Just for the record, neither I nor any member of
‘s staff have been briefed on the announcements that Apple CEO Steve Jobs plans to make at his Expo keynote tomorrow morning. But, let’s face it, speculation is rampant. If the core of this speculation is true, then there will be a lot of comments post-keynote that go something like this: “This Macworld Expo marks the completion of the NeXT reverse-acquisition of Apple.”
I wouldn’t be the first columnist to note the number of similarities between today’s Apple and Steve Jobs’ last foray in the computer-making business, NeXT Inc. Beside the obvious (a common CEO and founder), many of Apple’s key senior roles are also held by former NeXT executives, especially in engineering. Perhaps as a direct result of this shared leadership, Apple’s Mac OS X is based largely on the NeXT OS. Even the interface of OS X shares several elements in common with its precursor, such as the file browser and dock.
Now, with the Mac cube rumored to be on the slate for tomorrow’s speech, it seems we have the final missing piece of the NeXT strategy dropping into place at Apple — the box-shaped computer. And sure as simple sells, some reporter will draw the comparison. Unfortunately, as is often the case, simple stories may sell best, but they are seldom accurate.
The iMac Factor
In the days of the NeXT cube, computers were big, slow and not particularly ready to drop into people’s living rooms. There was no Internet to speak of, nor was there really a “consumer” market as we know it today. The NeXT product was clearly designed for professionals — an expensive, highly-networked machine that did little to hide the fact that it was based on UNIX. It was robust for its day, but it was a vanity product like a Jaguar: high-style and high-maintenance.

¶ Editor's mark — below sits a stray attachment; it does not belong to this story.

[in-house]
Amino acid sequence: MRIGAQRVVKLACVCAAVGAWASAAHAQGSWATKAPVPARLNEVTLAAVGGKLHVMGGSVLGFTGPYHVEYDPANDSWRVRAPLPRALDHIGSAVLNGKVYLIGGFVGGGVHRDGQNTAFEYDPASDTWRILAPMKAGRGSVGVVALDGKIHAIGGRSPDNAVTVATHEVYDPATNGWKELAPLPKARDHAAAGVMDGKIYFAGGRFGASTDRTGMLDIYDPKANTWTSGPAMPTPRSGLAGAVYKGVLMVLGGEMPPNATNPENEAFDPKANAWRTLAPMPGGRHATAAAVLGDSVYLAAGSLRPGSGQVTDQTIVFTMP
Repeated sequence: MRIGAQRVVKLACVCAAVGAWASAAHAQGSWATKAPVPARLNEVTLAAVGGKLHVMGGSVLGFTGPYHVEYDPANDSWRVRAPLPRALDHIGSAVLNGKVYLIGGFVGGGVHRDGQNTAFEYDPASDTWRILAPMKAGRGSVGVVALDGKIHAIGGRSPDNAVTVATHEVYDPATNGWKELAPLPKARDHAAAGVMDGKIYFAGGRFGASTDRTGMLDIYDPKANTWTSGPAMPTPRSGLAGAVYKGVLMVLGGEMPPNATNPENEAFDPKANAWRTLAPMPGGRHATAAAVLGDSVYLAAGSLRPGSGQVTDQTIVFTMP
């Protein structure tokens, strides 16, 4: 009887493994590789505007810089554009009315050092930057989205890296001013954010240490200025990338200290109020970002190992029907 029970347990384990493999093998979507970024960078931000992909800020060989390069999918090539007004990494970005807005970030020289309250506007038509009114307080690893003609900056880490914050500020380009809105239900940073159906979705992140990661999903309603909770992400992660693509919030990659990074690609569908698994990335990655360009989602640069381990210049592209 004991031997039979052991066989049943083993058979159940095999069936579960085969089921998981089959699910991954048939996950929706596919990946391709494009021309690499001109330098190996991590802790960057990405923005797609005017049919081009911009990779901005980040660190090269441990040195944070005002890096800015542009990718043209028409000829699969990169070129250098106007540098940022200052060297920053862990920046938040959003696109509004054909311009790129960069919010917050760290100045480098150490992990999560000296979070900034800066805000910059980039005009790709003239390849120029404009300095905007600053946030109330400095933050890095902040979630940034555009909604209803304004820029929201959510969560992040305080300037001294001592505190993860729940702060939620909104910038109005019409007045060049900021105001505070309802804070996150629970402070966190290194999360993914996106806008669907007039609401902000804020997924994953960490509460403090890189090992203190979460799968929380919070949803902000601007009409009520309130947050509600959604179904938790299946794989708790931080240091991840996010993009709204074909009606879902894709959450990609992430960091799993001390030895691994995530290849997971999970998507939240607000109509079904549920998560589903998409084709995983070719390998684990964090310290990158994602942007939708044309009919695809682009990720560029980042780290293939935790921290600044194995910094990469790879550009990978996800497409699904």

It’s clear that Jobs’ Apple is a very different company. The iMac has revolutionized the marketplace with high-style, low-maintenance computing for a reasonable price. And, unlike the NeXT cube, the iMac is inclusive. While it may not make expansion easy, it includes almost all key enabling technologies available on the platform: Airport, FireWire, USB and DVD. So, while it might not be the fastest Mac for the job, it can still the job done.
However, it does leave open a large gap in Apple’s desktop product line, similar to the gap between iMovie to Final Cut Pro. With iMovie, you’ve got this low-end editing tool that’s a great intro to making digital movies — but users hit its limits almost immediately. Final Cut Pro is incredibly powerful, but too expensive and way too difficult to use for the majority of users who aren’t sitting in an edit bay. In other words, the vast majority of Mac users, those who are proficient users but not necessarily experts don’t have a tool geared to their needs.
If I were a betting man, I’d lay odds that this is where Apple will place the Mac cube: between the entry-level iMac and the professional-level Power Mac G4. A no-compromise computer with the power of a G4, the ease-of-use of an iMac, and a price tag somewhere in between.
Less is More
If this is, in fact, the direction Apple is going, then I for one applaud it. It’s about time someone out there figured out there’s a huge audience of Mac users who have either had to make do with an iMac or knuckled down and bought a G4 tower with way more technology on it than they need. I believe that vast majority of the Macintosh audience is comprised of people who are experts at using a Mac in their job or hobby, but are not experts at using a computer. Case in point: I have a friend who’s a web designer for a major software company (not to mention a brilliant mixed-media artist). She can make HTML jump through flaming hoops, but ask her to set up an AirPort network or edit a DV stream in QuickTime Pro and she balks.
Now, my friend is certainly no newbie, and she needs the power of the G4 to get her job done. But, frankly, she doesn’t need the slots, much less the extra bulk, of a tower sitting in a home office already crammed with her art. And, well, if it were easier to set up and use and maybe a bit cheaper, that would be okay too. Right now, her only choice is a G4. After tomorrow, maybe she’ll have another option that will better fit her needs.
Speculation is fun, and we have but a few hours left to find out if the rumors are even remotely true. I can say this: I hope they are, because I’ll be the first one in line to buy one of these new cube-shaped Macs.
Andrew Gore is the editor-in-chief of Macworld.
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